Sneaky, Sneaky

A Double Agent App Targets Hong Kong’s Protesters

A mobile app marketed as a tool for activists is actually a spying program, protesters have discovered.

10.01.14 9:45 AM ET

Tear gas and government warnings haven’t stopped the protesters demanding democratic elections in Hong Kong. But a bit of spyware injected into the activist movement may have been sent to do the trick.

A mobile app marketed as a tool to help activists organize is actually a spying program, protesters have discovered.

Two weeks ago, spam text messages started pinging the mobile phones of Hong Kong residents associated with the protests. “Check out this Android app designed by Code4HK for the coordination of Occupy Central!” was the message protesters received, according to the the South China Morning Post, which first reported on the app.

Pro-democracy protesters rest around empty buses as they block off Nathan Road, a major route through the heart of the Kowloon district of Hong Kong, on September 29, 2014.  Police fired tear gas as tens of thousands of pro-democracy demonstrators brought parts of central Hong Kong to a standstill on September 28, in a dramatic escalation of protests that have gripped the semi-autonomous Chinese city for days.  AFP PHOTO / ALEX OGLE        (Photo credit should read Alex Ogle/AFP/Getty Images)

Alex Ogle/AFP/Getty Images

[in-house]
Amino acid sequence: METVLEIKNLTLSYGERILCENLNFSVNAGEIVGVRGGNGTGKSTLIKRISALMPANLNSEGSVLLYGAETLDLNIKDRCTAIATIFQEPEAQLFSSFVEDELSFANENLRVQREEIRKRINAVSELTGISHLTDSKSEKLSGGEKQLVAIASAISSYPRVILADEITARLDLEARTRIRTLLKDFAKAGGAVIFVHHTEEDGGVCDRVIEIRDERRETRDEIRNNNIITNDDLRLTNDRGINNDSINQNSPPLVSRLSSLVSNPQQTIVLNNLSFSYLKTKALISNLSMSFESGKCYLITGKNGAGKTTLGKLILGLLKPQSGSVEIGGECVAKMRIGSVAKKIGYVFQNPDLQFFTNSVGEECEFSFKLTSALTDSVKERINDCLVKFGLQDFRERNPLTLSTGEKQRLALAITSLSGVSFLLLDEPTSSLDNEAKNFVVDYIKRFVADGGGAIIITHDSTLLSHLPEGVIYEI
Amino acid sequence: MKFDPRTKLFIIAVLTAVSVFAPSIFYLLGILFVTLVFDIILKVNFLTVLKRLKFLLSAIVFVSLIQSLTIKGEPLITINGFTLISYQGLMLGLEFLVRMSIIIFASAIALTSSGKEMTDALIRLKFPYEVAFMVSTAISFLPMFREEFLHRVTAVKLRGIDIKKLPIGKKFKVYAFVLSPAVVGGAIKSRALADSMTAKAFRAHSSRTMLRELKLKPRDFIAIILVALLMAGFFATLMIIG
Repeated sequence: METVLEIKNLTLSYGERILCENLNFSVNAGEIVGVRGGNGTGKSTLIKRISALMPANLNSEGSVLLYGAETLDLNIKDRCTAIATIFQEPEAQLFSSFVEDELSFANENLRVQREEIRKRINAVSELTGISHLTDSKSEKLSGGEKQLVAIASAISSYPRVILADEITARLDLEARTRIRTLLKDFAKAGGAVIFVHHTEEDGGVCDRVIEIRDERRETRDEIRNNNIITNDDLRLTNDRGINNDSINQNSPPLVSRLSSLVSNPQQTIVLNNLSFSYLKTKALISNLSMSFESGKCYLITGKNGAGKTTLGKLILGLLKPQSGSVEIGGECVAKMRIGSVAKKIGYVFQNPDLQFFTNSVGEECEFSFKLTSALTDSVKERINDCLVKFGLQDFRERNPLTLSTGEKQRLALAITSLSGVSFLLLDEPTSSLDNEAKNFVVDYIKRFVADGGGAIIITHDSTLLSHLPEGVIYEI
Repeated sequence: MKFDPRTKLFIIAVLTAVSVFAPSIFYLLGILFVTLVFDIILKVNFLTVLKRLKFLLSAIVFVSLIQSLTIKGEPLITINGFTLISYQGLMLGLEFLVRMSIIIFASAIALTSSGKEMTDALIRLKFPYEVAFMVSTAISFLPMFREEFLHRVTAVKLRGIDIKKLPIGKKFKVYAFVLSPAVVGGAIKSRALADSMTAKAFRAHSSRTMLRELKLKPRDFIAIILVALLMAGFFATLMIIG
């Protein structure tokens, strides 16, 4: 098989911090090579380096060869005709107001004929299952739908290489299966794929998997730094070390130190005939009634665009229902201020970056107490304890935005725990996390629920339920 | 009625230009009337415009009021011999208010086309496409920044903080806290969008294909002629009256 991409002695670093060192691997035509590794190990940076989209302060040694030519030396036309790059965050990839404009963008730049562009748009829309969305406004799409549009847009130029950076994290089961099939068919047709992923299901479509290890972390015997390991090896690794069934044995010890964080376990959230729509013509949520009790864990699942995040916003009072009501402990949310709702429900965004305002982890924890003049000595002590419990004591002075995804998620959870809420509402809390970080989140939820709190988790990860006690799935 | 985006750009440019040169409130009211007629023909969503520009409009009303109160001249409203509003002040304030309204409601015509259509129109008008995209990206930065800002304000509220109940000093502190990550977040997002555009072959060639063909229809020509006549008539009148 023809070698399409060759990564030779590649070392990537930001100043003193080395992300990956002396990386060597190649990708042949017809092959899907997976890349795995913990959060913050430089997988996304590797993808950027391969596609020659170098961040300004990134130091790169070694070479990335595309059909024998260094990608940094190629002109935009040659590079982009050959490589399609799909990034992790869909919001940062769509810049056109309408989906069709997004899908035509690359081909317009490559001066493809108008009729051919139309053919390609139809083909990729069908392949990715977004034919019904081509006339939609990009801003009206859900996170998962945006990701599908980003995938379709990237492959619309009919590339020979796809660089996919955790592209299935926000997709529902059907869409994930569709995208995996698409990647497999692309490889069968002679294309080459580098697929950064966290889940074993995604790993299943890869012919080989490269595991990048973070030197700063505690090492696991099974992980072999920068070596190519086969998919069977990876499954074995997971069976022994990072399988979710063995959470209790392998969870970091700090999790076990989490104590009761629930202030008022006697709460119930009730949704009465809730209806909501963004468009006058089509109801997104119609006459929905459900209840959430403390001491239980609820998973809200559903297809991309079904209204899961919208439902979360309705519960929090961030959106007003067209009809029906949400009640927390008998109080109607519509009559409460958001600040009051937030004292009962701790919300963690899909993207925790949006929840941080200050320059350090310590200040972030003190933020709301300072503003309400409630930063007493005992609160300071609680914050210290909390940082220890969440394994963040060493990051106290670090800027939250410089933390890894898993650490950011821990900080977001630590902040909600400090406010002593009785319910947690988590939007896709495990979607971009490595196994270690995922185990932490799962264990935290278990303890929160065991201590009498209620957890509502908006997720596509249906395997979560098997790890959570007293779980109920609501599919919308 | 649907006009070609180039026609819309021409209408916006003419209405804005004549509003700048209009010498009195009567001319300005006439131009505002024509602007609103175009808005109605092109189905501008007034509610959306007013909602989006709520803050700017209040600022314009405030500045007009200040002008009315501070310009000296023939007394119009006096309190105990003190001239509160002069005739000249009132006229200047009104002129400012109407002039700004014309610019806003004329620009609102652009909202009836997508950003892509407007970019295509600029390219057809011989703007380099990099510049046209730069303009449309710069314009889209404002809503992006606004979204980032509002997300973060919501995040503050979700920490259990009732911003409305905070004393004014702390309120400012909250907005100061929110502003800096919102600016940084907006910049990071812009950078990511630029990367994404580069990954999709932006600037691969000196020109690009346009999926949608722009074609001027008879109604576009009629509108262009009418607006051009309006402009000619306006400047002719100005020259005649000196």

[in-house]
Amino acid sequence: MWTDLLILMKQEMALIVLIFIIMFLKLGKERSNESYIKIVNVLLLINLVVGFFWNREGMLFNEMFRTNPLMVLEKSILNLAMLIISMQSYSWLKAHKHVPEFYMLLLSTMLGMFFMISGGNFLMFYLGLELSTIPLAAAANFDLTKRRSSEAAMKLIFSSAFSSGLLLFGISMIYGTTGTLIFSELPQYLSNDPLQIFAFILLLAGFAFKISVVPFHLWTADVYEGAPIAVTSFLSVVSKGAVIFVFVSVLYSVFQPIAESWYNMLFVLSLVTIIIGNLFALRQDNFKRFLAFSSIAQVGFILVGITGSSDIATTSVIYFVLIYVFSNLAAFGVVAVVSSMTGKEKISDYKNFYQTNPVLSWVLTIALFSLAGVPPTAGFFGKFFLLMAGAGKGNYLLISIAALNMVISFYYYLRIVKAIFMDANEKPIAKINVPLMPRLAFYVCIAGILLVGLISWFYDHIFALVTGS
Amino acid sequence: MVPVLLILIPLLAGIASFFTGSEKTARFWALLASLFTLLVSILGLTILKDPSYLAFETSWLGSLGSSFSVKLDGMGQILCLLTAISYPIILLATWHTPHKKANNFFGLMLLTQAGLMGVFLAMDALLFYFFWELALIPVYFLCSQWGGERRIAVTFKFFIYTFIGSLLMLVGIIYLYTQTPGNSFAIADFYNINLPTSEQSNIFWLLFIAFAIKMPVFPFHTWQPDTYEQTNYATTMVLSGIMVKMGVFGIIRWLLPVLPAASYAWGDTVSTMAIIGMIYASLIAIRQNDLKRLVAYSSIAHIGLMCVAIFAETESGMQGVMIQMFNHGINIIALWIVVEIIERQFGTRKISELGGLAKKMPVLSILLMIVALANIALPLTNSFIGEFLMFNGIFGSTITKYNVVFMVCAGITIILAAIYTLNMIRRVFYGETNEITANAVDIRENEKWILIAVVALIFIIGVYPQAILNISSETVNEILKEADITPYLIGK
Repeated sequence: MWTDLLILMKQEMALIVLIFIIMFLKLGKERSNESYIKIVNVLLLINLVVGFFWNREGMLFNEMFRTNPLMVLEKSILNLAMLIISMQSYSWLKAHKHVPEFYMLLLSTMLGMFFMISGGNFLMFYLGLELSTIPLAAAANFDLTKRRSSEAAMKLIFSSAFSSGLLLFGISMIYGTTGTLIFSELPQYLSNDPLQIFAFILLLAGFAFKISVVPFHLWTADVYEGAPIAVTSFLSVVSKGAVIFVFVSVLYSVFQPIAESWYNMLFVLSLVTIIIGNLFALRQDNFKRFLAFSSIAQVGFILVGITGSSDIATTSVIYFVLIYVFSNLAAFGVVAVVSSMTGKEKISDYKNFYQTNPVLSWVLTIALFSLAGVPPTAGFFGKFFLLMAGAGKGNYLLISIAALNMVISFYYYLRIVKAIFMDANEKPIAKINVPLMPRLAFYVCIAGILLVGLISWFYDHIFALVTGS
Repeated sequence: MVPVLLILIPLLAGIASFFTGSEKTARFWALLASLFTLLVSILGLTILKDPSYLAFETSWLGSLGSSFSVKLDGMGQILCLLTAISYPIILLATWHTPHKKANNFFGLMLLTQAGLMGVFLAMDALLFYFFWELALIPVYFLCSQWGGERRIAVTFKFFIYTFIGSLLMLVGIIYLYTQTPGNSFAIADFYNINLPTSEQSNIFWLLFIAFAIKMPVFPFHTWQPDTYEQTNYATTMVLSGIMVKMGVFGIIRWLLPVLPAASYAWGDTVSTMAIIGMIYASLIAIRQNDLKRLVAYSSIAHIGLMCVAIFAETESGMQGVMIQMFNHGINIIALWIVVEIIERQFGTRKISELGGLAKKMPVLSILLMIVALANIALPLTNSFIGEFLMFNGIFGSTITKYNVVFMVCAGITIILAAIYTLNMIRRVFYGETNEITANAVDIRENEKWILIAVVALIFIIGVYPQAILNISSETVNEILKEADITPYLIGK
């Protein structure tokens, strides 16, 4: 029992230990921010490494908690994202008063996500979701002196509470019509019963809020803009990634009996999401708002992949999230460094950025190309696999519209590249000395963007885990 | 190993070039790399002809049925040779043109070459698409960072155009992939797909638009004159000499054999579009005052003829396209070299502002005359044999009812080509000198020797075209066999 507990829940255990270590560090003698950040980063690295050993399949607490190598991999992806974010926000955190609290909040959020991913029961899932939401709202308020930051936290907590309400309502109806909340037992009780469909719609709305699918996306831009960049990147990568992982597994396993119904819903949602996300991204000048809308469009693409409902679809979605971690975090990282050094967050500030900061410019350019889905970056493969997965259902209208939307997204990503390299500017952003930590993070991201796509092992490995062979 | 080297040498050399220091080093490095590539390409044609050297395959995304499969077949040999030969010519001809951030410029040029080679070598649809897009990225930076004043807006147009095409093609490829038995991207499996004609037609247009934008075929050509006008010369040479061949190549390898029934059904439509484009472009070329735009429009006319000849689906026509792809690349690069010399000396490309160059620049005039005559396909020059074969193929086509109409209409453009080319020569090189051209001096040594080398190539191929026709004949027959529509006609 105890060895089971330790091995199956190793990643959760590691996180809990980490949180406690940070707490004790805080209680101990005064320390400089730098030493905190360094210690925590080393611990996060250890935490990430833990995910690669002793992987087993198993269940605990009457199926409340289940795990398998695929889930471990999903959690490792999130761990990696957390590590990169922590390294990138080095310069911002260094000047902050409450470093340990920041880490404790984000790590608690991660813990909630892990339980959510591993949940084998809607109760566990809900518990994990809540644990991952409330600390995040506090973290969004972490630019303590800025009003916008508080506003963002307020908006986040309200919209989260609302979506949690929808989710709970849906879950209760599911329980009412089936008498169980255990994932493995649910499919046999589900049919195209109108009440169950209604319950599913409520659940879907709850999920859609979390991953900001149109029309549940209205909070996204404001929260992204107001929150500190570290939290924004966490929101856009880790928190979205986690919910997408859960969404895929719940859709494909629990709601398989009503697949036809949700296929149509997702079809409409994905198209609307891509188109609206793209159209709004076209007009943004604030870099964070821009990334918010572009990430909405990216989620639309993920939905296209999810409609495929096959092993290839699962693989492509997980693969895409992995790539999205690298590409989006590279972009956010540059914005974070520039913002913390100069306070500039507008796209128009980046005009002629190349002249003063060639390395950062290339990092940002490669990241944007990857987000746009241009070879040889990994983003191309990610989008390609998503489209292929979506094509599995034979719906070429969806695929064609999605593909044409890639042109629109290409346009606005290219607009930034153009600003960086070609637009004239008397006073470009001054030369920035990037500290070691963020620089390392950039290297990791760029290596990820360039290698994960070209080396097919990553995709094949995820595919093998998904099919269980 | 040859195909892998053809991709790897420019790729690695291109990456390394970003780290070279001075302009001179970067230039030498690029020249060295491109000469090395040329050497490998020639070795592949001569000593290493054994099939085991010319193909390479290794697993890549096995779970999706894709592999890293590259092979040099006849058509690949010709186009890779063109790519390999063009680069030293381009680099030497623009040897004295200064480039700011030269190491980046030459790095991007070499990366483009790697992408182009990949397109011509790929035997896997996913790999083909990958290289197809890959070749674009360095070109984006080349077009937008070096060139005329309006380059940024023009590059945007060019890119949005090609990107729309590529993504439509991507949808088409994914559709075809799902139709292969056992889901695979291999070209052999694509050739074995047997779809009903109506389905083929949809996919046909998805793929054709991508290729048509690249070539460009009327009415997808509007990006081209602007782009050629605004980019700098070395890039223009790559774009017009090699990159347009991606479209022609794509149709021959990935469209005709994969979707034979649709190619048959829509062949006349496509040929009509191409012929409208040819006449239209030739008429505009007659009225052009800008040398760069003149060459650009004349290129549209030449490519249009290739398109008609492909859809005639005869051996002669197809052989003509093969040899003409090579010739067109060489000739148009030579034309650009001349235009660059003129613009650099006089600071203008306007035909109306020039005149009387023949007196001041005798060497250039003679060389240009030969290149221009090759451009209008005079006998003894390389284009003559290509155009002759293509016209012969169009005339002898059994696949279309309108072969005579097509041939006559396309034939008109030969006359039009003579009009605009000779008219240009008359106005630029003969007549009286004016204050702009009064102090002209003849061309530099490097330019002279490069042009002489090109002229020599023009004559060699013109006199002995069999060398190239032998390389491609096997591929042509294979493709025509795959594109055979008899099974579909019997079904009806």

Pro-democracy protesters rest around empty buses as they block off Nathan Road, a major route through the heart of the Kowloon district of Hong Kong, on September 29, 2014.

Early on there were signs that the app wasn’t what it seemed. For one thing, its supposed designers denied having anything to do with it. Code4HK, a Hong Kong group “where geeks gather” and “drive social changes with technology,” according to their website, released a statement saying: “None of the Code4HK community has done any application on [Occupy Central] at the moment nor sent the message.”

Suspicious of how much information it required from users—including phone logs and GPS data—activists started to take the app apart. What they found was a piece of spyware siphoning data and creating audio files of voice calls. A crowd-sourced effort to analyze the app’s code drawing on outside hacktivists and protesters in Hong Kong has shown it can do everything from track a users geo-location data and text history to recording all outgoing phone calls.

If that’s the case, it wouldn’t be the first time China used spyware to lure its own citizens into a surveillance net. A Citizenlab report from April 2013 detailed how Chinese authorities appeared to be using malware to target Tibetan human rights advocates, a tactic they also used against the minority Uyghur community. And China’s not the only state deploying malware against its citizens.

A German-based company, FinFisher, sells commercial software used for remote monitoring that’s been purchased by police departments and governments including Mongolia’s and Belgium’s. Evidence shows that the government of Bahrain used the spyware to monitor political activists, including a naturalized American citizen.   

As activists have turned to social media to organize anonymously, it’s made them vulnerable to new forms of intelligence gathering. And repressive states haven’t missed the chance to use the Internet as a weapon for shutting down opposition. Russia routinely blocks the websites of dissidents and recently replaced the head of the country’s largest social media site with a government loyalist. Syria’s Assad regime has flipped the Internet kill switch a number of times during the country’s civil war before restoring service to continue surveillance on its enemies.